The foundational assumption of evolution is that all material phenomena can be explained by natural causes. A corollary of evolution is abiogenesis; life must have arisen from non-life at some time in the past in order for mutations and natural selection, the ‘engines’ of neo-Darwinian evolution, to act upon that first living organism. In earlier times, many seeking to deny the Creator’s hand believed in the spontaneous generation of life. Hard-to-explain occurrences of life such as maggots and even mice, were attributed to spontaneous generation. This often resulted in a ‘c’est la mort’ attitude to death by infection in medicine. Well into the 19th century, encouraged by a belief in evolution, scientists believed in the spontaneous generation of microbes. It was work by Christian creationists such as Louis Pasteur and Joseph Lister, against much resistance and ridicule, that led to an understanding of the germ basis for infection, that life only comes from life–the Law of Biogenesis. Consider what multiple benefits we enjoy today due to people like these refusing to accept the ruling assumptions of their day.

Though increasingly challenged today by even secular cosmologists, the Big Bang remains the domineering theory of the origin of the universe. As observational data has accumulated, increasing layers of fudge factors have been added to the model in order to keep it viable. These fudge factors are assumed to be true for the model to work. Some of these assumptions, never proven or observed, are that the universe has no center, that it has no edge, and that approximately 70% of this universe of mass-energy consists of dark energy, and 25% dark matter—where ‘dark’ means totally unknown and unobserved. This means that only about 5% of the mass-energy in the universe consists of ordinary, known forms of matter or energy that can be observed and measured. It is not biblical creationists who rest on blind faith for their origin assumptions. Those questioning the Big Bang have to do so in teams in order to avoid being crushed by the bouncers defending the naturalism nightclub.

The above ‘rule’, which they insist on in their definition of science, certainly does not exclude a god. But it most definitely excludes the transcendent Creator God of the Bible, and the possibility of Genesis creation of a fully functional cosmos. Notice that it is not the facts which exclude this, but the rules.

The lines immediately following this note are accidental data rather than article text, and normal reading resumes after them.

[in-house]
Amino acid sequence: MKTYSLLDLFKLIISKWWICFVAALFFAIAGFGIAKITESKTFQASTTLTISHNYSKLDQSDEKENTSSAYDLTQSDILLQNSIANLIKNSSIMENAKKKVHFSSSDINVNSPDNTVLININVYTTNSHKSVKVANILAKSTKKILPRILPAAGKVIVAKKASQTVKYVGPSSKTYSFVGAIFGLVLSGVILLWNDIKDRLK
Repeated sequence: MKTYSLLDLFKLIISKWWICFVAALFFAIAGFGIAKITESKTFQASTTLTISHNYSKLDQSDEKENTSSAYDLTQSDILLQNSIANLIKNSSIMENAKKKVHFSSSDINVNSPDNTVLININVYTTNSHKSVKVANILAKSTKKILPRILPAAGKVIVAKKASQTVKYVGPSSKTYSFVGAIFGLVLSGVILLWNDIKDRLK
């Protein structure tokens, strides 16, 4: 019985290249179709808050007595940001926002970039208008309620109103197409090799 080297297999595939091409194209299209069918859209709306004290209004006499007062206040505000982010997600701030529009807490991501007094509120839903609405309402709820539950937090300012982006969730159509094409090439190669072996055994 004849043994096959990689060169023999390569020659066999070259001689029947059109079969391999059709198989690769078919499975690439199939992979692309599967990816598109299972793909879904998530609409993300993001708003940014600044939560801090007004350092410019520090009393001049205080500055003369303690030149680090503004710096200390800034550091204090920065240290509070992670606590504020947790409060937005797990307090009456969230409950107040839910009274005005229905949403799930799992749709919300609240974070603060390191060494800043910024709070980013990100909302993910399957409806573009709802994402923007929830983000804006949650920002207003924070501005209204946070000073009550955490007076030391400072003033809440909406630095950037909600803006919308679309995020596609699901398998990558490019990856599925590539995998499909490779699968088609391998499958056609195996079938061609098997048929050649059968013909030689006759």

It is clear that a religious dogma has been forced upon science, one which allows only evolutionary (naturalistic self-transformation) models to be discussed in scientific circles. Note that ‘religion’ does not necessarily include a god — it is a world-and-life view, held with ardor and faith, incorporating beliefs which cannot be directly and conclusively tested or disproved. The atheist’s conviction that there is no God obviously qualifies as a religious belief system.

Of course, for most people at some point, since origins is un-provable, there is a step of faith in deciding which framework of explanation is believed to be true. Looking at the way in which each of the two basic possibilities fits the evidence of the present world seems to be not at all unreasonable in assisting in that faith decision. To see scientists state openly that creation may not be considered, even if true, is a sad indictment on the departure of science from its intuitively perceived mandate as a search for truth and reality. It makes nonsense of the widely held belief that science is philosophically ‘neutral’ in such matters. It also seems a powerful confirmation of the Bible’s statements that unregenerate men do not like to retain God in their knowledge, and prefer to worship the created things rather than the Creator.

Some who superficially read the Bible claim that Proverbs 26:4–5 makes contradictory[vii] statements: ‘Do not answer a fool according to his folly, lest you also be like him. Answer a fool according to his folly, Lest he be wise in his own eyes.’ However, there are wise principles in these verses, lessons which would help Christians to be much more effective in countering false arguments and in witnessing. Let’s look at verse 4: ‘Do not answer a fool according to his folly, lest you also be like him.’